Please take the time to pass this information and handling instruction on to your customers.

 

Information provided courtesy of American Mussel Harvestors, North Kingston, RI

 

 

 

 

Saturday, May 7, 2011

Sugar Toads, What? : Blowfish Tails Check



So Friday morning I am on the phone with one of the good old boy fish sellers in Maryland, and after hearing about how the Maryland DNC might be the ones "poaching" all those rock fish (wild striped bass) in ghost driftnets he finally gives me his catch list, and he just says it 'sugar toads'. So I had to look at the calendar and make sure it wasn't April 1st, because I hate to admit it but I have no idea what this is. He says "..you know theses little puffer tails". The lights go on in my head: BLOWFISH TAILS.....send me 50 lbs to sell and a couple for testing. I have to say these are one of this Fishmonger's favorite appetizing seafood specialties, and no they are not poisonous that is a different fish. I cannot wait until these jewels arrive Monday. I did a little research and it looks like they are a 'micro-trend' according to a recent article in Grubstreet declares this, who knew. So if you get the chance try some at the next chance you get. Oh yeah you can call it "Sea squab" too if you like. Here is a link to a slick site with a simple recipe, and nice photos. http://bennydoro.com/chef/recipes/pan-fried-blow-fish-tails/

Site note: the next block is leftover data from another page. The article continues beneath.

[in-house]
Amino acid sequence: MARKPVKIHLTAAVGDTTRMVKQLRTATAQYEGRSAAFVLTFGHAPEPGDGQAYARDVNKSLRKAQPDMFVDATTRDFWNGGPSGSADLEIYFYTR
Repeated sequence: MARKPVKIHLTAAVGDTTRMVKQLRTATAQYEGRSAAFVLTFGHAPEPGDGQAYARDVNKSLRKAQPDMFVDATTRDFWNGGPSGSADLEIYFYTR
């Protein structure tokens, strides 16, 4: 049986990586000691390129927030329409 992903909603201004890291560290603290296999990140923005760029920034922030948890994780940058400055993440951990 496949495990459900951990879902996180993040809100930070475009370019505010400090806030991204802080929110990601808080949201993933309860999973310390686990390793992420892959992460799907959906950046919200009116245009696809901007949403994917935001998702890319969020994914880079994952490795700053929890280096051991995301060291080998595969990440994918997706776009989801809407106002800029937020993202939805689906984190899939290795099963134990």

Chicago

With apologies to all, the Fishmonger is back. The Blogger version at least. I have been busy relocating to my new home Chicago, and taking on big challenges. I will make a new effort to start posting again and hope to be able to provide valuable information and insight into the seafood world. Thanks and see you soon.